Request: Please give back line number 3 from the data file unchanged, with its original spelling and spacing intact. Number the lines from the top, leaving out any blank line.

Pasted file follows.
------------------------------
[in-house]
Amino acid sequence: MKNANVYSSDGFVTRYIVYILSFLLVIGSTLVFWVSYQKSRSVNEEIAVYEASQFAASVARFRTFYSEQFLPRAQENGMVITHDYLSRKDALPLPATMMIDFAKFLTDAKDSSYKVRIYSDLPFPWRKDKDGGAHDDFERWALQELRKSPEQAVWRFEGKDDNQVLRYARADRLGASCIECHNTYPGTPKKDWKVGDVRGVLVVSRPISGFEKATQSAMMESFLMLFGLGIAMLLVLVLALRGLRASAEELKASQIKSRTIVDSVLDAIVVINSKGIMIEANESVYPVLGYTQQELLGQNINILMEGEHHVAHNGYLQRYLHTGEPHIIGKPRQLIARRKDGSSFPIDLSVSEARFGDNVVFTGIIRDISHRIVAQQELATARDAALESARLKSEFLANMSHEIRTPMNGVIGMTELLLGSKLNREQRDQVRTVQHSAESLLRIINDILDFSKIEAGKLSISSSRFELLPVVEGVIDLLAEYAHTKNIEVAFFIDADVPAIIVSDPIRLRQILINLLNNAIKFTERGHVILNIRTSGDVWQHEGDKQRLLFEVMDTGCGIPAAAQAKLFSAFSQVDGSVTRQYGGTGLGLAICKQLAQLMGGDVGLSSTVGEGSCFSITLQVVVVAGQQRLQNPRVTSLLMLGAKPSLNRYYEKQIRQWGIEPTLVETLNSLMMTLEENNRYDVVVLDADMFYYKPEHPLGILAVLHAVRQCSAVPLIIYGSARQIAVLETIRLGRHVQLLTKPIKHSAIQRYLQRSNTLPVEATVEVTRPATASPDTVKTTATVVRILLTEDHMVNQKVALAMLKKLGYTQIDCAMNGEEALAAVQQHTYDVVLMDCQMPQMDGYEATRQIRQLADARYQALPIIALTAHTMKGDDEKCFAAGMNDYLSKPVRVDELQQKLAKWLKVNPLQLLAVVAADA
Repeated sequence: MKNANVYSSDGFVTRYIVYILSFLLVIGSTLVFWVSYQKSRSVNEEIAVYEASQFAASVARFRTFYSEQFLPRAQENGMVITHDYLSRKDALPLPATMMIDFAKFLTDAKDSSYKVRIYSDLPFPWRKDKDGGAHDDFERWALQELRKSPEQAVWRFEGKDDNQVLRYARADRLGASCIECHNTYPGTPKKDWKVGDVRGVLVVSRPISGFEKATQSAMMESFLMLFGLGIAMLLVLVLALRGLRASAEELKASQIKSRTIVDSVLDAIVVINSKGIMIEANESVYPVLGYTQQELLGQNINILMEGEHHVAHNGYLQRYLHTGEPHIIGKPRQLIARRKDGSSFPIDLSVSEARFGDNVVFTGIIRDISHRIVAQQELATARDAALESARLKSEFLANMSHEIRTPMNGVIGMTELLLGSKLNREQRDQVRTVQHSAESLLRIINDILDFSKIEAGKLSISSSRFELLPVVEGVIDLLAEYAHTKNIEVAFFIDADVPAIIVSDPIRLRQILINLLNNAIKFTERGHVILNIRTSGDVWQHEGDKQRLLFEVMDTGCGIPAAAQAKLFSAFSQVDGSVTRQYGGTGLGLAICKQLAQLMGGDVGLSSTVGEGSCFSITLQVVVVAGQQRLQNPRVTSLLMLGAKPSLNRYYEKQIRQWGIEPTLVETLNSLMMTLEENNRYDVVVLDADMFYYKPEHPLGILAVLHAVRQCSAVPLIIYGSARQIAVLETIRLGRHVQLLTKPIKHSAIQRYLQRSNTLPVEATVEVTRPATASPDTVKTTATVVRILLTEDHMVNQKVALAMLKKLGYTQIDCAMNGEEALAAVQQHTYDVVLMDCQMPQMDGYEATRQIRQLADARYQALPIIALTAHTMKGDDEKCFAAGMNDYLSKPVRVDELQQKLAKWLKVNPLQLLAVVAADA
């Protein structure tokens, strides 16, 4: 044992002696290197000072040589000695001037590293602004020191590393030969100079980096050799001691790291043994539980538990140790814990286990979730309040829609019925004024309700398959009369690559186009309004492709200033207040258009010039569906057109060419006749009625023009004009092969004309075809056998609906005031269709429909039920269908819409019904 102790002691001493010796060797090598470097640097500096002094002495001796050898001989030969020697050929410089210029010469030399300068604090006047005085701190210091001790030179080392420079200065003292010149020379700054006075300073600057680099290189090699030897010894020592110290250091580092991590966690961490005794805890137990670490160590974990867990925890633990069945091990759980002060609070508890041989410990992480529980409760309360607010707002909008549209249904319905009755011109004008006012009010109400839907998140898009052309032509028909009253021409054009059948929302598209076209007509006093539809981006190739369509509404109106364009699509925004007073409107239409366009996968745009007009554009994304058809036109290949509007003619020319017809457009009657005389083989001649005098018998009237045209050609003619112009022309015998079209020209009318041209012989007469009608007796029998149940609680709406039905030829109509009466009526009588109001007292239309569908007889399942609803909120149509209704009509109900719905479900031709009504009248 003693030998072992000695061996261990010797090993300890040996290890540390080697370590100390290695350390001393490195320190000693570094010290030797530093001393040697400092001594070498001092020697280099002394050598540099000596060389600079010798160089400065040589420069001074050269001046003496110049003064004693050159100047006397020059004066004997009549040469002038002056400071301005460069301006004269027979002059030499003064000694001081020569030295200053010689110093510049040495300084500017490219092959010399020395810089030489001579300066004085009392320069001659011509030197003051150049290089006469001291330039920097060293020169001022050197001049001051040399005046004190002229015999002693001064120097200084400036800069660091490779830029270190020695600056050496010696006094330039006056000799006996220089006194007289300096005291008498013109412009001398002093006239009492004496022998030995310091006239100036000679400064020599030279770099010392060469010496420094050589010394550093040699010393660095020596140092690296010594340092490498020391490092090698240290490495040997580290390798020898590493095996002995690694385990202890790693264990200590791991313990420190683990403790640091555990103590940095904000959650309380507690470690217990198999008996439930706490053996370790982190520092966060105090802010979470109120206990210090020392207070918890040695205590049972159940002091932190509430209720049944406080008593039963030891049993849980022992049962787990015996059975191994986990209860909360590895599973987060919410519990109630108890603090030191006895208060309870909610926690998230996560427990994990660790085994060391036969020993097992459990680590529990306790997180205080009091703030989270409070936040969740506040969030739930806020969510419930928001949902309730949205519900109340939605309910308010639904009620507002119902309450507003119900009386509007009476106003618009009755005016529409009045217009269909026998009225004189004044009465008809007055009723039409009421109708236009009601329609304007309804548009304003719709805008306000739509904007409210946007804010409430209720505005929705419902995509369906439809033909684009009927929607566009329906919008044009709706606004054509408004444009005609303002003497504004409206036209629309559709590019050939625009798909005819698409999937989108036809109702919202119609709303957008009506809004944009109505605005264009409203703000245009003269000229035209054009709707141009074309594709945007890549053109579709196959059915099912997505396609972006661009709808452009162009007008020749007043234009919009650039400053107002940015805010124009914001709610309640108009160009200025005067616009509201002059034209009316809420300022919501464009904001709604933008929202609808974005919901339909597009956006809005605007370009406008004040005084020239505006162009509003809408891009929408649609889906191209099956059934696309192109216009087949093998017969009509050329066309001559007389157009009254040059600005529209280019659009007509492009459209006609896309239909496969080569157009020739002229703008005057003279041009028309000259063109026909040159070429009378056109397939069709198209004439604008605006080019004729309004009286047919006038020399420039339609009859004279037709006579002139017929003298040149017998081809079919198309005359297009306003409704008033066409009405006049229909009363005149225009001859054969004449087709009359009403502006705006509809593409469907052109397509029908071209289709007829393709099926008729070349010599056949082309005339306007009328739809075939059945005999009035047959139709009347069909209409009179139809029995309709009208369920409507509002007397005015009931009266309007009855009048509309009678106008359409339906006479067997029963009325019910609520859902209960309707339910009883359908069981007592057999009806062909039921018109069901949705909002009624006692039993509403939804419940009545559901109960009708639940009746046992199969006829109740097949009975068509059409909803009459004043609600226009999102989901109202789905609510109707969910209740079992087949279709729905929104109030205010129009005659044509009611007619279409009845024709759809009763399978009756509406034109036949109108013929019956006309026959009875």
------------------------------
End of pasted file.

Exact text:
Repeated sequence: MKNANVYSSDGFVTRYIVYILSFLLVIGSTLVFWVSYQKSRSVNEEIAVYEASQFAASVARFRTFYSEQFLPRAQENGMVITHDYLSRKDALPLPATMMIDFAKFLTDAKDSSYKVRIYSDLPFPWRKDKDGGAHDDFERWALQELRKSPEQAVWRFEGKDDNQVLRYARADRLGASCIECHNTYPGTPKKDWKVGDVRGVLVVSRPISGFEKATQSAMMESFLMLFGLGIAMLLVLVLALRGLRASAEELKASQIKSRTIVDSVLDAIVVINSKGIMIEANESVYPVLGYTQQELLGQNINILMEGEHHVAHNGYLQRYLHTGEPHIIGKPRQLIARRKDGSSFPIDLSVSEARFGDNVVFTGIIRDISHRIVAQQELATARDAALESARLKSEFLANMSHEIRTPMNGVIGMTELLLGSKLNREQRDQVRTVQHSAESLLRIINDILDFSKIEAGKLSISSSRFELLPVVEGVIDLLAEYAHTKNIEVAFFIDADVPAIIVSDPIRLRQILINLLNNAIKFTERGHVILNIRTSGDVWQHEGDKQRLLFEVMDTGCGIPAAAQAKLFSAFSQVDGSVTRQYGGTGLGLAICKQLAQLMGGDVGLSSTVGEGSCFSITLQVVVVAGQQRLQNPRVTSLLMLGAKPSLNRYYEKQIRQWGIEPTLVETLNSLMMTLEENNRYDVVVLDADMFYYKPEHPLGILAVLHAVRQCSAVPLIIYGSARQIAVLETIRLGRHVQLLTKPIKHSAIQRYLQRSNTLPVEATVEVTRPATASPDTVKTTATVVRILLTEDHMVNQKVALAMLKKLGYTQIDCAMNGEEALAAVQQHTYDVVLMDCQMPQMDGYEATRQIRQLADARYQALPIIALTAHTMKGDDEKCFAAGMNDYLSKPVRVDELQQKLAKWLKVNPLQLLAVVAADA